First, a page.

It’s beyond cool and feels like an entry-level designer was assigned the monumental task of integrating disparate design elements with a single quarter window. This is the Internet, so if it feels right, you just go right ahead and assume so. But I am still looking for a shared JDM ancestor to the Pathfinder’s fixed glass, as it feels like Nissan raided the parts bin for the Pathfinder’s big side aperture. And why wouldn’t it (theoretically) do this? All it needed was quarter window glue to make it flow.
But there’s something else about the Pathfinder three-door, as the body’s insistence on angular lines (aside from delicate fender flare surfacing) makes it feel like a rolling tribute to Piet Mondrian’s 1927 Composition with Red, Yellow and Blue. While Mondrian would likely mock the angles present at each pillar (the Nissan Cube’s outline would likely be more his speed) I am sure he’d make this three-door SUV the pick of the litter. He might even agree that the quarter window is the glue that holds it all together.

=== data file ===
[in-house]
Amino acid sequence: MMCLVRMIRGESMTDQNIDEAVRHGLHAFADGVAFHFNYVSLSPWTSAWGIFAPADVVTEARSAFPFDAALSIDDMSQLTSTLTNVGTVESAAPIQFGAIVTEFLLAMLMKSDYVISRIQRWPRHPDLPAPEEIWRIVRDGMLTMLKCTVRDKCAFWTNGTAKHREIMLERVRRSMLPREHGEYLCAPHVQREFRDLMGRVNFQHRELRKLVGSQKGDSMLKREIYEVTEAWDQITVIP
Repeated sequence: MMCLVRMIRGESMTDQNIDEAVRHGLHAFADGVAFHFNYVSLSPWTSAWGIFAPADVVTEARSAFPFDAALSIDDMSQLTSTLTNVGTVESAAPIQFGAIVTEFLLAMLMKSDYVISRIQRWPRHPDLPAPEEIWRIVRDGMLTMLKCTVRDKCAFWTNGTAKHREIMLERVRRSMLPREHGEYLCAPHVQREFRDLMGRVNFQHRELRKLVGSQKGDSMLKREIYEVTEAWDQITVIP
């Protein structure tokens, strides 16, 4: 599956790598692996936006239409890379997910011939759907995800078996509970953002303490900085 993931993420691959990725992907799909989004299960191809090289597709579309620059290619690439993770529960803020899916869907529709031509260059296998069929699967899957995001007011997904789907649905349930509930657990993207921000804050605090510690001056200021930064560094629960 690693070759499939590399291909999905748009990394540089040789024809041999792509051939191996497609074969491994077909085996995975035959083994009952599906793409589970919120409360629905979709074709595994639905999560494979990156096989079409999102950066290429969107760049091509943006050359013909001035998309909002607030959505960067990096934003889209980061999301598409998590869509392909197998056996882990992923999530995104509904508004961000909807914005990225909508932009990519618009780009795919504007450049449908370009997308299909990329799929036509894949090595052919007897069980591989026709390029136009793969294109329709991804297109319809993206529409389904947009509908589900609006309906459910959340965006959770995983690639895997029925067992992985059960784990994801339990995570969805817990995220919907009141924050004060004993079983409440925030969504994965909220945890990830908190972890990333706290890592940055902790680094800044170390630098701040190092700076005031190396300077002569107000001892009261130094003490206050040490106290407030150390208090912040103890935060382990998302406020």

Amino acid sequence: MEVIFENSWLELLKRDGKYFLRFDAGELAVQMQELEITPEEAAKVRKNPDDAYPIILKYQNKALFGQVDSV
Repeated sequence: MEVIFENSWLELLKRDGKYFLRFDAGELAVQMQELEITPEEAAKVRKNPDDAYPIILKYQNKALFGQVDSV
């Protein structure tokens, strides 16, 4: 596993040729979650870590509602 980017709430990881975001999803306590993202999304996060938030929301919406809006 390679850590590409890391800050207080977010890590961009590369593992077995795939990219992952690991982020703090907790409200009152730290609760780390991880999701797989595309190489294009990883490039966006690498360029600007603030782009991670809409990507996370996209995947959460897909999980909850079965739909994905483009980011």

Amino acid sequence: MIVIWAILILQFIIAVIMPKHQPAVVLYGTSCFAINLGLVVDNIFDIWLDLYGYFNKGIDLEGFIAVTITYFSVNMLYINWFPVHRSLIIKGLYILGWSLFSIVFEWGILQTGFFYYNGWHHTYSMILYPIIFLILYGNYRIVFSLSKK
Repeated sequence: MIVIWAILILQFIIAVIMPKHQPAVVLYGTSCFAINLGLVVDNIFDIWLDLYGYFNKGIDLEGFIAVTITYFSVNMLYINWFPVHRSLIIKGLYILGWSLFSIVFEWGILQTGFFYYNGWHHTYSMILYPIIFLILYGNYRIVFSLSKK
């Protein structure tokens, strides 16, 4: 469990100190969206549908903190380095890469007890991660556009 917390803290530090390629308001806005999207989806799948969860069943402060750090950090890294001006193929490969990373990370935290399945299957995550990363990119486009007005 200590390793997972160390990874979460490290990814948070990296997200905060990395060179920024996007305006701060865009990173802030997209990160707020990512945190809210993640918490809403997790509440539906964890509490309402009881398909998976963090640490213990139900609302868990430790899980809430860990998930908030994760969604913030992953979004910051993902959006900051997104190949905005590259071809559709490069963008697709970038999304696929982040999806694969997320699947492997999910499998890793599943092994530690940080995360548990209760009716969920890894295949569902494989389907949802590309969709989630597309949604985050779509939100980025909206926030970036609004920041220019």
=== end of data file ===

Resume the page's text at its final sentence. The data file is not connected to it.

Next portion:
From the grille, the lighting pods, the fender flares, and even the ducts in the hood, the three-door Pathfinder works perfectly in its angular perfection. Like any good piece of architecture, Nissan’s keystone is the delightfully underrated quarter window. It brought everything together, it made everything work as if by magic. Perhaps Nissan’s glass triangle is no mere glue. Maybe it’s actually super glue.